Consent Templates are a bit of a conceptual leap from more traditional consent forms.
As part of our research, we got to look at different consent forms across many industries. What was particularly interesting was how consent forms varied within a single organisation, from project to project.
We started to notice patterns:
Consent templates are made up of three main components: Sections, Liquid (objects and tags) and Placeholders.
Sections are the building blocks of your template. Consent Kit has the following sections:
Content sections enables you add headers, text, Placeholders, Liquid objects and Liquid tags into your template.
Question sets enable you to ask more granular questions of your participants. They will be converted to checkboxes before being sent to the participant. You can add and remove questions by clicking the Add (5) or Remove (6) buttons.
You can add or remove Sections (7) from the top right corner of any existing section.
You cannot delete the following sections:
For the parts of the form which can’t be re-used, we use Placeholders to prompt the person creating the form to fill in more information, specific to the project.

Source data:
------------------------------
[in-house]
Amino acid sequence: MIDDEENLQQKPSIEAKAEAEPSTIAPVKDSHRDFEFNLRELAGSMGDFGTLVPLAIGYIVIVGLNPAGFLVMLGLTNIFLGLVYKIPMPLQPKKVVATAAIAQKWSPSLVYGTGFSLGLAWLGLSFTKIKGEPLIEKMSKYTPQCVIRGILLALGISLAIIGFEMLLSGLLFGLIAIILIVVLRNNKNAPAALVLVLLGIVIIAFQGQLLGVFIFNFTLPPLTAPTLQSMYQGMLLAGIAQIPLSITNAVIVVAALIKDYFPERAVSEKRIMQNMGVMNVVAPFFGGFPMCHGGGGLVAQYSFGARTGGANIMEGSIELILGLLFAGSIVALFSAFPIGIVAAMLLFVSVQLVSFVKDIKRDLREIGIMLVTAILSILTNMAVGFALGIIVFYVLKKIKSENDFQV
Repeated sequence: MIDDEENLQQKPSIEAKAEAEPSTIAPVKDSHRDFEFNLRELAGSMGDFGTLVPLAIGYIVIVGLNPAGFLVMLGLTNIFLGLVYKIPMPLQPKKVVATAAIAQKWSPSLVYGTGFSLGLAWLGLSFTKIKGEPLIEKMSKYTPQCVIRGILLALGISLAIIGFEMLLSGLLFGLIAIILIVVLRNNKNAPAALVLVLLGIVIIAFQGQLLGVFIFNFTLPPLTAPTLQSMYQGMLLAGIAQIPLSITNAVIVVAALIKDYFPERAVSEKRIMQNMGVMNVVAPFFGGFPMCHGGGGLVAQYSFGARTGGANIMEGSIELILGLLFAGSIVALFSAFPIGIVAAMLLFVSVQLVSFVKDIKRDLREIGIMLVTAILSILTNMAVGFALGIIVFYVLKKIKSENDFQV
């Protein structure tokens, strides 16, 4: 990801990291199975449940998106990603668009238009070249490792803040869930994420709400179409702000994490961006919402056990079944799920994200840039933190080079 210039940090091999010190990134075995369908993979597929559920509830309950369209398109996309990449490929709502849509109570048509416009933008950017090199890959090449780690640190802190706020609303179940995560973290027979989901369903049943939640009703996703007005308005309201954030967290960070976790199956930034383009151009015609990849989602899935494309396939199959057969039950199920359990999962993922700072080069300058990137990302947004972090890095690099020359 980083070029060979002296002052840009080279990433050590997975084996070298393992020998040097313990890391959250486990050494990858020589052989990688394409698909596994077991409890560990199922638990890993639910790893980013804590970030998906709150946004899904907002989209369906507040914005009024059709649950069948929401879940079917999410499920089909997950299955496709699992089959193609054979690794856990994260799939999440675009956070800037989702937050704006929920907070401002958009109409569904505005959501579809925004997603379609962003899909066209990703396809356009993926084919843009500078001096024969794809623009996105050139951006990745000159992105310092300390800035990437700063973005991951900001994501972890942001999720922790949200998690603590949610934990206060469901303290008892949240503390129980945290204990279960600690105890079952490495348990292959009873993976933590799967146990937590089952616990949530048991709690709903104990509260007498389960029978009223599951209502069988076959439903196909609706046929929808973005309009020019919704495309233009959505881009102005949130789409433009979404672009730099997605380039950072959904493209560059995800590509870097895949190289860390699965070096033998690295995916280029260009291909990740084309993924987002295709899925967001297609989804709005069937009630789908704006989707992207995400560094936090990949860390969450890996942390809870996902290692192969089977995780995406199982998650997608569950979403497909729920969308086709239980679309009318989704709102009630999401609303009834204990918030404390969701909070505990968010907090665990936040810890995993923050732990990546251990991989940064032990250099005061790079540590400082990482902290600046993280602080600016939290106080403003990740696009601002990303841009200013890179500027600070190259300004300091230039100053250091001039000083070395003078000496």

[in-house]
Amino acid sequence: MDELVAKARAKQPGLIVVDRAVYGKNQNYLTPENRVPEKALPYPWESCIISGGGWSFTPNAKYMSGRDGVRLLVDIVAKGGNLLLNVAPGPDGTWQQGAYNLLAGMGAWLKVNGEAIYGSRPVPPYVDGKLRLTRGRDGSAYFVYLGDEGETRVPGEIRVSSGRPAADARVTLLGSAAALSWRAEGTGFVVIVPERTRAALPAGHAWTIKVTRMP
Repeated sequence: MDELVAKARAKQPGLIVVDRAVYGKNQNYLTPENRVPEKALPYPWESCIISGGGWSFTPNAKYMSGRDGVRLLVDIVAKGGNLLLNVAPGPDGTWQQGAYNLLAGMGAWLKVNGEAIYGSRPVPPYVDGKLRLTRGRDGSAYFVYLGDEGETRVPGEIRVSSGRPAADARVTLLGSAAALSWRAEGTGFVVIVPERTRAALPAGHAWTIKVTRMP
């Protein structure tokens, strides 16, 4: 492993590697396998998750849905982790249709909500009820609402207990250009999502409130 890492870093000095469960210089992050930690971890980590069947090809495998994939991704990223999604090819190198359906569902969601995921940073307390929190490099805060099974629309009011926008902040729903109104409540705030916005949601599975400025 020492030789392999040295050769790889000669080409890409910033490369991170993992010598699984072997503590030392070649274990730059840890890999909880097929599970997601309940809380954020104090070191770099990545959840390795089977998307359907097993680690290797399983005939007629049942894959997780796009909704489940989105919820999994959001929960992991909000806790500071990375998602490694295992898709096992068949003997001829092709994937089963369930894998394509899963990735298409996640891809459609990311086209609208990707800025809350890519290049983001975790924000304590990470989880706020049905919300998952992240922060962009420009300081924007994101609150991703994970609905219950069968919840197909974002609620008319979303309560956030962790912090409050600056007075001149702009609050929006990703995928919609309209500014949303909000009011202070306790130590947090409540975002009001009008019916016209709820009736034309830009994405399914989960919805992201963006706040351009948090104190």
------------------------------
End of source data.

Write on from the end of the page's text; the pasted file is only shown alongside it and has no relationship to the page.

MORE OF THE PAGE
Placeholders can be added to any text in a Content section. To add a Placeholder, select the text you want to turn into a Placeholder (1) and click on the Placeholder button (2).
We use an open source templating engine called Liquid to populate your consent templates with dynamic content.
At a very basic level, Liquid is made up of things called Objects and Tags.
Objects can be used to populate a consent form with information about the researcher (name, email), the project (name, client) or the organisation (name).
Tags can be used to add conditional logic to your templates, eg: If this is true, then use this content, else, use this content. This is particularly useful for populating parts of the form depending on the type of research method being used.
It might seem a little daunting at first, but it’s pretty straightforward once you understand some basic principles. Check out What is liquid for more information on how it works.